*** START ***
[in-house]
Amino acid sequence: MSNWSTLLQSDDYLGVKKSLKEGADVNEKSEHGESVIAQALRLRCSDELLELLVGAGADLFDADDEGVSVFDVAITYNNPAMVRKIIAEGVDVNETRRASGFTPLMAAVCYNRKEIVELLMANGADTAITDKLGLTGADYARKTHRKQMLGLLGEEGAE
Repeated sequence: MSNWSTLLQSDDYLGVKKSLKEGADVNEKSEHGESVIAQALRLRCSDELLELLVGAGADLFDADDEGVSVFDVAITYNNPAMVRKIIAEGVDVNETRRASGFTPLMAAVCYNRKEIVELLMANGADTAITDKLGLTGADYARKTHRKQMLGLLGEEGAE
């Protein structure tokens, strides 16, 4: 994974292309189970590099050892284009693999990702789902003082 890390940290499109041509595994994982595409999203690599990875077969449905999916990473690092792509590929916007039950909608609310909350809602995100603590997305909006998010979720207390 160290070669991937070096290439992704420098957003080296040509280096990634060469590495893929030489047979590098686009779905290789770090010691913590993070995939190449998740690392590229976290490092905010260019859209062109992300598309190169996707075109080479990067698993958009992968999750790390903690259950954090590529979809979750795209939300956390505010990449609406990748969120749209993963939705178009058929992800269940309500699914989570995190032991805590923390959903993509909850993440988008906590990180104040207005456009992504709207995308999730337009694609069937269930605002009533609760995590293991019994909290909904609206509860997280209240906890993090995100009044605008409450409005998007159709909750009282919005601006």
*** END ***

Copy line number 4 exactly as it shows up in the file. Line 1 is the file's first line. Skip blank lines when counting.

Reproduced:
């Protein structure tokens, strides 16, 4: 994974292309189970590099050892284009693999990702789902003082 890390940290499109041509595994994982595409999203690599990875077969449905999916990473690092792509590929916007039950909608609310909350809602995100603590997305909006998010979720207390 160290070669991937070096290439992704420098957003080296040509280096990634060469590495893929030489047979590098686009779905290789770090010691913590993070995939190449998740690392590229976290490092905010260019859209062109992300598309190169996707075109080479990067698993958009992968999750790390903690259950954090590529979809979750795209939300956390505010990449609406990748969120749209993963939705178009058929992800269940309500699914989570995190032991805590923390959903993509909850993440988008906590990180104040207005456009992504709207995308999730337009694609069937269930605002009533609760995590293991019994909290909904609206509860997280209240906890993090995100009044605008409450409005998007159709909750009282919005601006």